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Asian Spine J > Volume 10(5); 2016 > Article
Randhawa, Kwan, Chiu, Chan, and Kwan: Neurological Recovery in Two Patients with Cauda Equina Syndrome Secondary to L5 Lumbar Spine Giant Cell Tumour after Treatment with Denosumab without Surgery

Abstract

We report two patients with cauda equina syndrome (CES) secondary to L5 giant cell tumour (GCT) who achieved good neurological recovery after treatment with denosumab without surgery. The first patient was a 26-year-old man with L5 GCT causing CES who regained bowel and urinary control, muscle power improvement from grade 2 to grade 4 and Oswestry disability index (ODI) improvement from 48 to 23 after denosumab treatment. The second patient was a 25-year-old woman with L5 GCT causing CES who regained bowel and urinary control, muscle power improvement from grade 0 to grade 4 and ODI improvement from 42 to 20 after denosumab treatment. The usage of denosumab in the treatment of patients with CES due to GCT allows potential neurological recovery without any surgical intervention. If surgery is not contraindicated, more time is obtained to prepare the patient preoperatively to attain safer surgery and to achieve complete tumour clearance.

Introduction

Giant cell tumours (GCTs) of the spine are rare. The majority of spinal GCTs occurs in the sacrum [1]. Patients with GCT of the spine causing neurological compromise can be difficult to manage. Urgent surgery will allow decompression of the neural structures but increase the risk of potential operative complications and inadequate clearance. Delay in surgical intervention may worsen the neurological prognosis. We report two patients presenting with cauda equina syndrome secondary to L5 GCT who achieved good neurological recovery after treatment with denosumab without surgery.

Case Reports

1. Case 1

A 26-year-old man complained of worsening axial low back pain for a month. It was associated with progressive weakness of both ankle and toes for a week before presenting with cauda equine syndrome. Power of the extensor hallucis longus (L5) was grade 2 and ankle plantar flexion (S1) was grade 4. Anal tone was lax with absent perianal sensation. Blood investigations were normal. Computed tomography (CT) and magnetic resonance (MR) scans showed a large extradural mass located dorsal and extending to the left pedicle of the L5 vertebra with destruction of L5 vertebral body and cauda equina compression at L5 level (Fig. 1). Transpedicular core needle biopsy confirmed the diagnosis of GCT. He was started on denosumab 120 mg administered subcutaneously on days 1, 8, 15, and 43, and monthly thereafter. After 2 weeks of treatment he had regained full bowel and urinary control, muscle power grade of 4 to 5 with the ability to walk using walking frame and his Oswestry disability index (ODI) improved from 48 to 23 (Table 1). There were no denosumab related adverse reactions.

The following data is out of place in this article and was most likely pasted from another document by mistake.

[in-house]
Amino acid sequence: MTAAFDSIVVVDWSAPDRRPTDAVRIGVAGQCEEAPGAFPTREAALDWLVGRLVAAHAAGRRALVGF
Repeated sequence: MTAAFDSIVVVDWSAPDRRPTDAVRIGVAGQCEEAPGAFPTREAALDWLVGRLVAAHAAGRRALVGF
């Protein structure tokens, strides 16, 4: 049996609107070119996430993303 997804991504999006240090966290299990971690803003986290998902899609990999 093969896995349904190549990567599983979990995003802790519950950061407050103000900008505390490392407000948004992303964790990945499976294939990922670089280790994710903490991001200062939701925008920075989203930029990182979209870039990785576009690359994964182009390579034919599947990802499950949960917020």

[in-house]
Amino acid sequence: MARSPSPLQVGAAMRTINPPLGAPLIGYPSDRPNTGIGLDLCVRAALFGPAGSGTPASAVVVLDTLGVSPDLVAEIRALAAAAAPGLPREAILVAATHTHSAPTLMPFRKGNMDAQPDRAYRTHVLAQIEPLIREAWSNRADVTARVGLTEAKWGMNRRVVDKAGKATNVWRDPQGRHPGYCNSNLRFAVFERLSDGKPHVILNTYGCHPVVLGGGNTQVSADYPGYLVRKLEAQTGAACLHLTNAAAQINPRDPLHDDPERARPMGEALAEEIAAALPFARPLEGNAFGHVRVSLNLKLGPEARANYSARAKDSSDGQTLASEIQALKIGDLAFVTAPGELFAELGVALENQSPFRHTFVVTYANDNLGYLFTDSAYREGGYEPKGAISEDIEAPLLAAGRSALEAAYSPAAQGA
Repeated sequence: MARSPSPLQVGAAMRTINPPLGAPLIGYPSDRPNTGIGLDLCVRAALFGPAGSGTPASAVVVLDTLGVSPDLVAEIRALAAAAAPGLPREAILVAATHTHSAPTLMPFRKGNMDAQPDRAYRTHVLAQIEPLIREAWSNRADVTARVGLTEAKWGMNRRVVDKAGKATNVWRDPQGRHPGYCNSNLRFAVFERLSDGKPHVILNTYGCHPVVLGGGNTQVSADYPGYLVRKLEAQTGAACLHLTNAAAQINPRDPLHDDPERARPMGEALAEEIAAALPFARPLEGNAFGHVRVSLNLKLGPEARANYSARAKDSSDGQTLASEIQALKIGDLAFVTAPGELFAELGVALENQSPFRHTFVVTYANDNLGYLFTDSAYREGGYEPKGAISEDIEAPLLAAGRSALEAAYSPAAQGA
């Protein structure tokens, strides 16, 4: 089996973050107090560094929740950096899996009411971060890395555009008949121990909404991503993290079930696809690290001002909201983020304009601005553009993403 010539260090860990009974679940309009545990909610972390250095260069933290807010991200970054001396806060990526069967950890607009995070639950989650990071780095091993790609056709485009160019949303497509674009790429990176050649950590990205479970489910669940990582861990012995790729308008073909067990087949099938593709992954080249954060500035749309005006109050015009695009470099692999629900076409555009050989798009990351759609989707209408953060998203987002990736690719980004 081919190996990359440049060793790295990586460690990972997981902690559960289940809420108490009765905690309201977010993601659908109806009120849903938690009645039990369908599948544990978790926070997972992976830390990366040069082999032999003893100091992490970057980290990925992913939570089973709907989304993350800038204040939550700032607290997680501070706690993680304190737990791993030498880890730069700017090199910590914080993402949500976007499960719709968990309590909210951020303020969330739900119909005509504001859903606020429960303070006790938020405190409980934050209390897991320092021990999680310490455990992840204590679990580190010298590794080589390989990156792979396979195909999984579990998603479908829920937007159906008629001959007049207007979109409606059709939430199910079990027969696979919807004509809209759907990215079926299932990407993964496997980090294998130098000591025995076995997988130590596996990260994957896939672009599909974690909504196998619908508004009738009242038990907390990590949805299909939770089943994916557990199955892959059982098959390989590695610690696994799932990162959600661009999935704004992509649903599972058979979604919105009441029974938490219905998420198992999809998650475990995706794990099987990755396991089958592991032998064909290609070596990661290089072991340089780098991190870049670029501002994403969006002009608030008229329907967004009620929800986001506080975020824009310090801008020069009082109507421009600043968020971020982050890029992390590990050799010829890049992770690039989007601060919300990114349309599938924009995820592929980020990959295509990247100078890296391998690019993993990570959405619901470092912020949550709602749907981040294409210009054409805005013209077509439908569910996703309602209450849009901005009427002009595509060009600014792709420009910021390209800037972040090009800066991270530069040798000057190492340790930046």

2. Case 2

A 25-year-old woman complained of severe low back pain associated right sided sciatica for 2 months. She presented with acute ankle and toes weakness with loss of bladder and bowel control prior to admission. Her anal tone was lax with loss of perianal sensation. Power of the extensor hallucis longus (L5) was grade 0 and ankle plantar flexion (S1) was grade 2. Blood investigations were normal. CT and MR scans revealed a large extradural mass located dorsal and extending to the right pedicle of L5 vertebra with vertebra plana of L5 causing significant neural structure compression at L5 level (Fig. 2). MR imaging further revealed a hypointense signal on both T1 and T2-weighted images with contrast enhancement. Transpedicular core needle biopsy of L5 confirmed the diagnosis of GCT. Similar to the previous case, she was started on subcutaneous denosumab 120 mg on days 1, 8, 15, and 43, with monthly doses thereafter. She had good neurological recovery with improvement in ODI (Table 2). There were no denosumab related adverse reactions.

Discussion

GCT of bone is a rare but locally aggressive osteolytic tumour which composed of osteoclast-like giant cells with their precursors that express receptor activator of nuclear factor κB (RANK) and mononuclear stromal cells that express receptor activator of nuclear factor κB ligand (RANKL), a key mediator of osteoclast activation [2,3]. The aggressive bony destruction in GCT is mediated by RANKL. Furthermore, giant cells of GCT express significantly more RANK compared to the giant cells in other bony lesions (e.g., chondroblastoma, aneurysmal bone cyst and metastatic giant cell tumours) [4].
Denosumab is a monoclonal antibody (IgG2) that works by binding with high affinity and specificity to RANKL. It prevents RANKL from binding to RANK on the surface of osteoclast precursors and osteoclasts, which inhibits osteoclast differentiation, activation, maturation and survival [5,6]. Consequently, denosumab inhibits osteoclast mediated-bone destruction and suppresses osteolytic activity [7,8,9,10].